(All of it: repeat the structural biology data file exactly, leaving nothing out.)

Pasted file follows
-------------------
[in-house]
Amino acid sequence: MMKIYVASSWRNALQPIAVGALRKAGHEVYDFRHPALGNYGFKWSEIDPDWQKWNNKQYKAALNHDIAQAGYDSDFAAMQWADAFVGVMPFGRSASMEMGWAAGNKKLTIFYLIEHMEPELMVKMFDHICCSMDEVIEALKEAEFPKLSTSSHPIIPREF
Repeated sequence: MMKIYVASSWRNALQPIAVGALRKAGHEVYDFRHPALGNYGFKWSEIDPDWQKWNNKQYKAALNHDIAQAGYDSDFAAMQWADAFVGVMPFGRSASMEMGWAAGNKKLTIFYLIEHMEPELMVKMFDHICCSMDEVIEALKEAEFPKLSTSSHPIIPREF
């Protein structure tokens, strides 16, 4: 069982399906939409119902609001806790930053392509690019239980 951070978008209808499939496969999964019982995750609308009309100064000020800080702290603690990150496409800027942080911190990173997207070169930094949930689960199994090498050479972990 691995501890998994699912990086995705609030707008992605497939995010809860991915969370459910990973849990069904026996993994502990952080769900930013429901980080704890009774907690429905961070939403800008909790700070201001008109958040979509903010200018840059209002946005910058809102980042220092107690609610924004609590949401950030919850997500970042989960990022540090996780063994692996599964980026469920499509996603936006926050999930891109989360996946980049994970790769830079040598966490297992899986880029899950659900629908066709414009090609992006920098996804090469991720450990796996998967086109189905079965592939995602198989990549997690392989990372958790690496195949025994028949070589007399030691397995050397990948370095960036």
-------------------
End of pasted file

[in-house]
Amino acid sequence: MMKIYVASSWRNALQPIAVGALRKAGHEVYDFRHPALGNYGFKWSEIDPDWQKWNNKQYKAALNHDIAQAGYDSDFAAMQWADAFVGVMPFGRSASMEMGWAAGNKKLTIFYLIEHMEPELMVKMFDHICCSMDEVIEALKEAEFPKLSTSSHPIIPREF
Repeated sequence: MMKIYVASSWRNALQPIAVGALRKAGHEVYDFRHPALGNYGFKWSEIDPDWQKWNNKQYKAALNHDIAQAGYDSDFAAMQWADAFVGVMPFGRSASMEMGWAAGNKKLTIFYLIEHMEPELMVKMFDHICCSMDEVIEALKEAEFPKLSTSSHPIIPREF
């Protein structure tokens, strides 16, 4: 069982399906939409119902609001806790930053392509690019239980 951070978008209808499939496969999964019982995750609308009309100064000020800080702290603690990150496409800027942080911190990173997207070169930094949930689960199994090498050479972990 691995501890998994699912990086995705609030707008992605497939995010809860991915969370459910990973849990069904026996993994502990952080769900930013429901980080704890009774907690429905961070939403800008909790700070201001008109958040979509903010200018840059209002946005910058809102980042220092107690609610924004609590949401950030919850997500970042989960990022540090996780063994692996599964980026469920499509996603936006926050999930891109989360996946980049994970790769830079040598966490297992899986880029899950659900629908066709414009090609992006920098996804090469991720450990796996998967086109189905079965592939995602198989990549997690392989990372958790690496195949025994028949070589007399030691397995050397990948370095960036």